These came together very quickly; my trick for making anything where butter needs to be cut in is to keep my butter in the freezer. Then, when you're putting biscuits, scones, or pie crust together, you just grate the frozen butter on a coarse grater into your flour. Toss, rub a bit with your fingertips, and add liquids. I made these very small (remember my obsession with small, cute things) and cut them with a knife, which is probably why they didn't rise as tall as they should have. But don't they have a lovely golden color?


And to go with these scones? Well, I could have used the lingonberry jam that's been kicking around in the back of the fridge for.....actually, I have no idea how long. Whenever the last time I went to Ikea was. But since I didn't want food poisoning wanted something special to go with these delicious scones, I broke into the shmancy jam from the Museo de la Confitura which my work friend was kind enough to bring back from Spain for me. (Have I mentioned already that I love food gifts?) I totally want to go to this museum, by the way.


Mmmmmmmm. Don't you want to eat one?? Okay, maybe I didn't have any clotted cream lying around, but a hot scone, jam that's not too sugary, and a good cup of tea made for a completely satisfying Sunday morning!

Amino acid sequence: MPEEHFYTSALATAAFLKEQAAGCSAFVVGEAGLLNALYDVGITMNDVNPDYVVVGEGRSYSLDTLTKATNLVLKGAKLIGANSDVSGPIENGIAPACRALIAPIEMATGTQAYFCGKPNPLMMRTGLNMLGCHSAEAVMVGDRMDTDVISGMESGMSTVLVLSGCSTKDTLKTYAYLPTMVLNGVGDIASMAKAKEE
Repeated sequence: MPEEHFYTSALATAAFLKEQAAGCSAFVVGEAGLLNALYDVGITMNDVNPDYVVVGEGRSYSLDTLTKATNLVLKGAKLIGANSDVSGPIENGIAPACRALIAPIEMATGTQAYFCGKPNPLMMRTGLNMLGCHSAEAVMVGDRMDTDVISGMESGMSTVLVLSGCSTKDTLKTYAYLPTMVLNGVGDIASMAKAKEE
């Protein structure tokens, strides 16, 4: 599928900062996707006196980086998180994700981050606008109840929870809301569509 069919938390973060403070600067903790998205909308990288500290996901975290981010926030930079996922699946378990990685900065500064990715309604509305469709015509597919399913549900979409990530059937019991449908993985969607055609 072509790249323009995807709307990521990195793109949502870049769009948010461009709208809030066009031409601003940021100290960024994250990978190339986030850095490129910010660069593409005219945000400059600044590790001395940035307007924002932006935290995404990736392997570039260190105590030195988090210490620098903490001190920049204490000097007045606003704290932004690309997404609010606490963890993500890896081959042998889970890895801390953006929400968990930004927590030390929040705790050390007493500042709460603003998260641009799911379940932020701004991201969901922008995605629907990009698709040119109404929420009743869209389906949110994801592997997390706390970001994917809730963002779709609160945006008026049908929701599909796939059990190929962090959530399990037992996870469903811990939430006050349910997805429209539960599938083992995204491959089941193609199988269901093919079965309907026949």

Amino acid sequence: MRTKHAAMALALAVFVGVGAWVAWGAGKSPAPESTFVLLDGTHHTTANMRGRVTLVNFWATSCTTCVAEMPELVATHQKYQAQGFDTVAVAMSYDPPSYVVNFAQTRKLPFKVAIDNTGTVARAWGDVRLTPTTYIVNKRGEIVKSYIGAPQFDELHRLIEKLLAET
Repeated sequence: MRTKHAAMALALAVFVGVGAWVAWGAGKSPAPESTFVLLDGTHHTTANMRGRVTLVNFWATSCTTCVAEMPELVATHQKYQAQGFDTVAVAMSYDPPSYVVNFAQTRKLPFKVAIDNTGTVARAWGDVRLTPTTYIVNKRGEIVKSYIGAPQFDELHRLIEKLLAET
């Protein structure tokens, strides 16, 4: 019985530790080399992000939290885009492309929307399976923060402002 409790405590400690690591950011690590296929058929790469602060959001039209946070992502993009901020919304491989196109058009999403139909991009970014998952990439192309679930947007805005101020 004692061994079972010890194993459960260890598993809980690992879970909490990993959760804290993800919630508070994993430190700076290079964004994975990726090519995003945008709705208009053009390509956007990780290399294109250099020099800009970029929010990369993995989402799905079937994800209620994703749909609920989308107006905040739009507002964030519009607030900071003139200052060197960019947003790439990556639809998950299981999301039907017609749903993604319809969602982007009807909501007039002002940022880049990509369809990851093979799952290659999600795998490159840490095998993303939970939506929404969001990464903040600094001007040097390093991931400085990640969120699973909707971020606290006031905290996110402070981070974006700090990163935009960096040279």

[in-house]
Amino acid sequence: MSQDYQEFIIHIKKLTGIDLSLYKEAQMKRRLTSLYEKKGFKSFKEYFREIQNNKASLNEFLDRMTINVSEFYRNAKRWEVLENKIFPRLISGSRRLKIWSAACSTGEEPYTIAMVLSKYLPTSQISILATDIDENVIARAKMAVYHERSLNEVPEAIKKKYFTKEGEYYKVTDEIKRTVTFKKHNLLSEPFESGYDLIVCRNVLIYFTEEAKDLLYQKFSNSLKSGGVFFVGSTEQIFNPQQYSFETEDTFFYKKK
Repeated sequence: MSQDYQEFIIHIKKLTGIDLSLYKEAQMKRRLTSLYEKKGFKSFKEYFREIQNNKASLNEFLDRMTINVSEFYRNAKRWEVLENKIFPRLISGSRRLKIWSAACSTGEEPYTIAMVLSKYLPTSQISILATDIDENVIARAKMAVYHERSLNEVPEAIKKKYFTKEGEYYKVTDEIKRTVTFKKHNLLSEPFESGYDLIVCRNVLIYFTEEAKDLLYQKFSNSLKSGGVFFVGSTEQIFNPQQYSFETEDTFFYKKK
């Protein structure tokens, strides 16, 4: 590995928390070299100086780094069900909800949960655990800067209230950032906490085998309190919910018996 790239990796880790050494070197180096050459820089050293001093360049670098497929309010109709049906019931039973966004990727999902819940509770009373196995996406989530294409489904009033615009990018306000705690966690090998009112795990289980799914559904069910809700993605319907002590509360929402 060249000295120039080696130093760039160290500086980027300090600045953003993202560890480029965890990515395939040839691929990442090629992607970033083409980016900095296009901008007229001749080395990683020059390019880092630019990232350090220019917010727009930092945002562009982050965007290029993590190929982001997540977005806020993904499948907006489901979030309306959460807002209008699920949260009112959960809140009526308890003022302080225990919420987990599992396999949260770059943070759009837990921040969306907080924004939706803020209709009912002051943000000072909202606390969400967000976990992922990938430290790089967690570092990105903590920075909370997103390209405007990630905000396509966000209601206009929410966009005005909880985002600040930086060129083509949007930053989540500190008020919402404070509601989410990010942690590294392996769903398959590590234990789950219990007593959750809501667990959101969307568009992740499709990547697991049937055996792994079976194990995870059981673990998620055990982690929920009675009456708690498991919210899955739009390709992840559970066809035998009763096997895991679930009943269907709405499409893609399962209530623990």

Basic Scones
2 cups all purpose flour
1/4 cup granulated sugar
1 teaspoon salt
2 teaspoons baking powder
1/3 cup butter, frozen
1 egg, lightly beaten
1/2 cup cream (or half-and-half, whatever you have around as long as it's not skim milk)

Preheat oven to 375 F. Whisk together the dry ingredients. Using the largest holes on a box grater, grate the frozen butter directly into the bowl with the dry ingredients. Toss with your fingers, rubbing the mixture briefly through your fingertips (not too much!). Combine the egg and cream in a small cup and then pour into the dry ingredients. Stir only until mostly combined; it is perfectly okay to still have some dry flour. Turn the mixture out onto a clean countertop and knead no more than 4 or 5 times, just to bring everything together. Pat out to 3/4" thick. Cut (with cutters or a sharp knife) into approximately 2" rounds or squares. Place on a parchment lined baking sheet, and brush the tops with a bit of cream or egg wash for a nice brown shine. Bake for 15 minutes, or until golden brown. Cool briefly before splitting and serving with cream, butter, jam, nutella, condensed milk, honey....whatever floats your boat.